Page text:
Wednesday, March 14, 2007

Who is Mary Magdalene?

I am currently in the middle of reading my 146th book on Mary Magdalene. If it’s written in English on the subject of the Magdalene, basically, I’ve read it. Why? She’s fascinated me for years—in fact, long before The Da Vinci Code and concomitant cottage industries. What is it about her?

I am a believer in the veracity of fairy tales. For me, Mary Magdalene qualifies as fairy tale material. She’s a person, a character, and a symbol, just like those other fairy tale ladies Rapunzel and Cinderella. One of the chief truths about fairy tales is that the names in a fairy tale have meaning. In addition, fairy tale lore says that there is power in being able to name something.

So let’s look at Mary Magdalene’s name. First, her name in the original Greek isn’t Mary Magdalene! There’s a little word that fits between Mary and Magdalene that changes everything. That word is “the.” Her proper name is Mary the Magdalene just as Jesus’ proper name is Jesus the Christ. An interesting parallel.

Magdalene like Christ is a title, a level of inner realization. We know what it is to carry the title “the Christ.” It means the same thing that the Hebrew “messiah” means, namely, “the anointed.” What does it mean to carry the title “the Magdalene?”

Come with me into name etymology briefly. (For what it’s worth, I do the meaning of a child’s name when I do a christening as well. Names always mean something!) Let’s take apart Magdalene.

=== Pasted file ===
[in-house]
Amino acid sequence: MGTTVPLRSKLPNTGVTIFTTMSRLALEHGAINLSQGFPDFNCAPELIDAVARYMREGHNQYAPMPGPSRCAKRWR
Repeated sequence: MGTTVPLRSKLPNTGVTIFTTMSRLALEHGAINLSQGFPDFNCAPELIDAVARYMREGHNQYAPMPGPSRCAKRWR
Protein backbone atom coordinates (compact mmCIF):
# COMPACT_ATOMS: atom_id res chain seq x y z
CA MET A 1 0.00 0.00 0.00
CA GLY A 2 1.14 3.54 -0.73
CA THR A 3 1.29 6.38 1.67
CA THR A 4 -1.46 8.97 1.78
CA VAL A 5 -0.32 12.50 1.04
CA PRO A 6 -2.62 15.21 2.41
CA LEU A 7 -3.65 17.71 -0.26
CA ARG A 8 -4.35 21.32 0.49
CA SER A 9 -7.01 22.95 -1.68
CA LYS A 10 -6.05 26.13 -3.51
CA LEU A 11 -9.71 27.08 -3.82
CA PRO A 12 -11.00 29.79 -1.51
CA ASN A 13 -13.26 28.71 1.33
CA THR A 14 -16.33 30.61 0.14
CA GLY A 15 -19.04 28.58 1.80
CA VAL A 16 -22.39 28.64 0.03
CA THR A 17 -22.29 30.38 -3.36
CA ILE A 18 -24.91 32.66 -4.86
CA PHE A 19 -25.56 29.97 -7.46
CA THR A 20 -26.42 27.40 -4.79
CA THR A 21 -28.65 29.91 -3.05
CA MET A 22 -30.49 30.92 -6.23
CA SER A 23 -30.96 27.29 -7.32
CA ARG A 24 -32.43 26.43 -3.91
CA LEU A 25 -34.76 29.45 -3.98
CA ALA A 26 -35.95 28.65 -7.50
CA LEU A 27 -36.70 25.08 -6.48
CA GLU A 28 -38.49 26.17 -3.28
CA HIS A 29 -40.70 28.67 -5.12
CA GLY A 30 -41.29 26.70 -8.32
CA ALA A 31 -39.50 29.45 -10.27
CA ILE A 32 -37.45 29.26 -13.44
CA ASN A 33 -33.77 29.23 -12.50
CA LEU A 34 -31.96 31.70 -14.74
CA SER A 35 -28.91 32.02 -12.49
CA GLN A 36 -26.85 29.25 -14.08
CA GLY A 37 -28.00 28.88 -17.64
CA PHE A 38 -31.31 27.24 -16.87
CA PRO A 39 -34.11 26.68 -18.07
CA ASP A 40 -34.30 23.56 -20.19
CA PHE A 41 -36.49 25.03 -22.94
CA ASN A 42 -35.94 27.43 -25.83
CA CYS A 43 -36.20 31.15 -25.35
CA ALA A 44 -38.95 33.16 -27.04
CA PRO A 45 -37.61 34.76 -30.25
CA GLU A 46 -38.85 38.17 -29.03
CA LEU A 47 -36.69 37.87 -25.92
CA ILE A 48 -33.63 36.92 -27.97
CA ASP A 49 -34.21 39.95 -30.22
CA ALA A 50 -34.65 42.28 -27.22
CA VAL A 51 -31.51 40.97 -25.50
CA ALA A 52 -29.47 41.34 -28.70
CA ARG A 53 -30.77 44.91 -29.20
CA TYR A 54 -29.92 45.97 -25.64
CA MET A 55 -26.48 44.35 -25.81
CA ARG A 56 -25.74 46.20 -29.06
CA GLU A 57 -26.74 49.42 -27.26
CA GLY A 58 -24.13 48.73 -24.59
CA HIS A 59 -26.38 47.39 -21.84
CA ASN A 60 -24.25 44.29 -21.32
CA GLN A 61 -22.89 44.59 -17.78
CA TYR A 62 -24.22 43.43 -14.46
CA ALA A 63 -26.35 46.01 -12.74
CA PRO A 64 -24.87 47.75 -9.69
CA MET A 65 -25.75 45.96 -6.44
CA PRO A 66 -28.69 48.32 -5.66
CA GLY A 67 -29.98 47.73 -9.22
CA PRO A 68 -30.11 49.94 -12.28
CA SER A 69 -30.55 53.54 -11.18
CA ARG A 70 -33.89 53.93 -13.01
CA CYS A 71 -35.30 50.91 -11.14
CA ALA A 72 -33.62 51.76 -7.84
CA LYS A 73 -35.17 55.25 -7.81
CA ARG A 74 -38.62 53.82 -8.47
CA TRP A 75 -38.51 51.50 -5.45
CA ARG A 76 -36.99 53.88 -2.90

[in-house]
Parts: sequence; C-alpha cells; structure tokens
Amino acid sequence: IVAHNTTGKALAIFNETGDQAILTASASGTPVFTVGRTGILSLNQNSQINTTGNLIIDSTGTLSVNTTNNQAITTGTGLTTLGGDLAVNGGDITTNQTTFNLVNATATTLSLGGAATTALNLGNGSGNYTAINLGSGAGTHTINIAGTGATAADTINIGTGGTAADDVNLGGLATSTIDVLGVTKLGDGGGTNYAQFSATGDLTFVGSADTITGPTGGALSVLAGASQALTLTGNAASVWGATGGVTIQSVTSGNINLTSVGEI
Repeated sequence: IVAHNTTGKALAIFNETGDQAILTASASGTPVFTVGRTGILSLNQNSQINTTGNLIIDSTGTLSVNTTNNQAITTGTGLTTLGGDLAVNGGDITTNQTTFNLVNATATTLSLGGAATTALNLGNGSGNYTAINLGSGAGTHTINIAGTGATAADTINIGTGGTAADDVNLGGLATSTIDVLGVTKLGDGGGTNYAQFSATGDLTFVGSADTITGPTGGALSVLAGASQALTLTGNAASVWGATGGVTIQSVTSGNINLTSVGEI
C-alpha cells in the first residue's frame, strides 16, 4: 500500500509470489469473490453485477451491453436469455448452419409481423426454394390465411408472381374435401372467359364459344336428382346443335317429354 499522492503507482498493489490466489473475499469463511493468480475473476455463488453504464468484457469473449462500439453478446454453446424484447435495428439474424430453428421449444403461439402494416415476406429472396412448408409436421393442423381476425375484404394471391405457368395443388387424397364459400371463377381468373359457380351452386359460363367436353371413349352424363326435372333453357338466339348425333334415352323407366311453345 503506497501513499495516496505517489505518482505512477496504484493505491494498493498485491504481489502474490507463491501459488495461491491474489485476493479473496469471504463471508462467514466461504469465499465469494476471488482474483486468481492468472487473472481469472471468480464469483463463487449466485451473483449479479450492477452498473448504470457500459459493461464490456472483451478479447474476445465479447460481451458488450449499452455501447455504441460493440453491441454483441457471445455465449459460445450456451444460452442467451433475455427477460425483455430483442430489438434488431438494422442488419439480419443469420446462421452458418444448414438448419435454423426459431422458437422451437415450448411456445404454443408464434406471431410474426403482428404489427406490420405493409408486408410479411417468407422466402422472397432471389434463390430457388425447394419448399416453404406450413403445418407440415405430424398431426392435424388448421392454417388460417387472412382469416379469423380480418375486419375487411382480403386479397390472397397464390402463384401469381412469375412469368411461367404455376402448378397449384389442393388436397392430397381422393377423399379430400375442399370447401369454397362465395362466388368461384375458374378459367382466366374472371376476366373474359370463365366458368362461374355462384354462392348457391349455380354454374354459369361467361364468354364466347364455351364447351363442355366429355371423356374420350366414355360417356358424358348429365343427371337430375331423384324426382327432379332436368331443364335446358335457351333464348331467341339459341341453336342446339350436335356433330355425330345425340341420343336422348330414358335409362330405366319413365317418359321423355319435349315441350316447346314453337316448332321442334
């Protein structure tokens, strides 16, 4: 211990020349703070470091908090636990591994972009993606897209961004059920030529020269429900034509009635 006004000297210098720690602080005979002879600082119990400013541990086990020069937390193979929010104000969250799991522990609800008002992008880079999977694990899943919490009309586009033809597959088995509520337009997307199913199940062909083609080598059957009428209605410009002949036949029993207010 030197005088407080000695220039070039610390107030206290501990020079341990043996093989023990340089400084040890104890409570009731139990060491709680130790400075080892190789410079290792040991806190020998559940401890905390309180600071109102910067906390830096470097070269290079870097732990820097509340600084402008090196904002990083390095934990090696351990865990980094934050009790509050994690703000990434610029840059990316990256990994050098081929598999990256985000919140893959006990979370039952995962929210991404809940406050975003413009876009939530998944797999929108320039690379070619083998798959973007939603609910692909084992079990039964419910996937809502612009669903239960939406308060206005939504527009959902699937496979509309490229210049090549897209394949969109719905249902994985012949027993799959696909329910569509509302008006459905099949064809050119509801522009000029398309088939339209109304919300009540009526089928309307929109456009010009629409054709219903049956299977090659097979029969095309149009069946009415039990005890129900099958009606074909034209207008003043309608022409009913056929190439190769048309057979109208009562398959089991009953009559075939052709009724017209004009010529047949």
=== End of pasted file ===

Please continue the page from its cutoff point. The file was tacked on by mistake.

Mag- is a word prefix we all know. It’s the same as that found in the word magnitude or magnanimous. It means Great.

How about –dalene? This word means Devotion.

So Mary the Magdalene is, in part, Mary the Great Devotion. Not Mary of great devotion, or Mary in great devotion, but Mary the Great Devotion.

Older name etymology books cite the name Mary as meaning bitter, but far more ancient sources, the Egyptian to be exact, say that the name Mary comes from a root which means Beloved.

Now from Mary the Magdalene we can see Beloved, the Great Devotion. Quite a name! And, quite a symbol!

For me, Mary the Magdalene represents the Beloved in each one of us that comes of where we place our great devotion. Think of the things and people and places and ideas and animals and anything that you love. Do you not devote yourself, your attention, your energy, your focus to what you love?

The Magdalene’s great devotion was given to Love itself in the person of Jesus the Christ. In my view, she was as Christed as he was. In one of the Gnostic gospels he calls her, “the woman who knew the All.”

To know the All, the creator and the created, is a simple way to explain what it is to live life on a spiritual path. Beloved, the Great Devotion, (in the person of Mary Magdalene) has gone before us, leaving us a fairy tale, bread crumb path to follow if we choose it.

Conjure her, sit with her, contemplate with her. Let go all the things the world and the church have said about Mary the Magdalene. I believe she awaits our love and great devotion, and that once we love and are devoted to her, she can and will show us our true selves and our highest good. This is certainly my experience of working with her.

This is fairy tale code, dear one. She is a symbol of whatever you love—your Great Devotion, the choices that will turn your inner divine spark into a flame.

The loveliest thing about fairy tales is that we all know how they end.

And they all loved . . . oops! Lived happily ever after.

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